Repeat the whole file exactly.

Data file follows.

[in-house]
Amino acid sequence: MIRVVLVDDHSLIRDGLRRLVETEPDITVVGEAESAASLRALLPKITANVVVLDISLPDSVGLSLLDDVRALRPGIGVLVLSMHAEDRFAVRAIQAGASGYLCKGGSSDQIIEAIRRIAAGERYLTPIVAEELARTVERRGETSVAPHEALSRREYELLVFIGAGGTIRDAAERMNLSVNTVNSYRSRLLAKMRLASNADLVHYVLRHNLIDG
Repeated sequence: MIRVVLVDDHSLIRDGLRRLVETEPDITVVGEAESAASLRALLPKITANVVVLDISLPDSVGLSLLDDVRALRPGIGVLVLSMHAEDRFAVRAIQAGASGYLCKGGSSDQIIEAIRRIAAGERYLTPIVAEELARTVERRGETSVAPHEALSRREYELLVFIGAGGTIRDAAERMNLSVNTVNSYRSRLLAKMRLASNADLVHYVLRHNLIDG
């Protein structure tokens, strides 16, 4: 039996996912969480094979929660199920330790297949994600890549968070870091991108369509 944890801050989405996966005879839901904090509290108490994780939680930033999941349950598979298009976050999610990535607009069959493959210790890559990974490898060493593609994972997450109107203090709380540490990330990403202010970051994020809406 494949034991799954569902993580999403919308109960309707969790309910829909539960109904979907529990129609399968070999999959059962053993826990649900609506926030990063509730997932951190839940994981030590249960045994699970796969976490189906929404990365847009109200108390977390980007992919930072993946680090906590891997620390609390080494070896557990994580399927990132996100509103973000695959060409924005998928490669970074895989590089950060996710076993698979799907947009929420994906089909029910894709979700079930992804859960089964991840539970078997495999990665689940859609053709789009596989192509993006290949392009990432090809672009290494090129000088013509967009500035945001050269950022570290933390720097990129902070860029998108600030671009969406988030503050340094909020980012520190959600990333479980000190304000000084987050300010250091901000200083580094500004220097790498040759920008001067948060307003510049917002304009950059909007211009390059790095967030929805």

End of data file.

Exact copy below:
[in-house]
Amino acid sequence: MIRVVLVDDHSLIRDGLRRLVETEPDITVVGEAESAASLRALLPKITANVVVLDISLPDSVGLSLLDDVRALRPGIGVLVLSMHAEDRFAVRAIQAGASGYLCKGGSSDQIIEAIRRIAAGERYLTPIVAEELARTVERRGETSVAPHEALSRREYELLVFIGAGGTIRDAAERMNLSVNTVNSYRSRLLAKMRLASNADLVHYVLRHNLIDG
Repeated sequence: MIRVVLVDDHSLIRDGLRRLVETEPDITVVGEAESAASLRALLPKITANVVVLDISLPDSVGLSLLDDVRALRPGIGVLVLSMHAEDRFAVRAIQAGASGYLCKGGSSDQIIEAIRRIAAGERYLTPIVAEELARTVERRGETSVAPHEALSRREYELLVFIGAGGTIRDAAERMNLSVNTVNSYRSRLLAKMRLASNADLVHYVLRHNLIDG
């Protein structure tokens, strides 16, 4: 039996996912969480094979929660199920330790297949994600890549968070870091991108369509 944890801050989405996966005879839901904090509290108490994780939680930033999941349950598979298009976050999610990535607009069959493959210790890559990974490898060493593609994972997450109107203090709380540490990330990403202010970051994020809406 494949034991799954569902993580999403919308109960309707969790309910829909539960109904979907529990129609399968070999999959059962053993826990649900609506926030990063509730997932951190839940994981030590249960045994699970796969976490189906929404990365847009109200108390977390980007992919930072993946680090906590891997620390609390080494070896557990994580399927990132996100509103973000695959060409924005998928490669970074895989590089950060996710076993698979799907947009929420994906089909029910894709979700079930992804859960089964991840539970078997495999990665689940859609053709789009596989192509993006290949392009990432090809672009290494090129000088013509967009500035945001050269950022570290933390720097990129902070860029998108600030671009969406988030503050340094909020980012520190959600990333479980000190304000000084987050300010250091901000200083580094500004220097790498040759920008001067948060307003510049917002304009950059909007211009390059790095967030929805």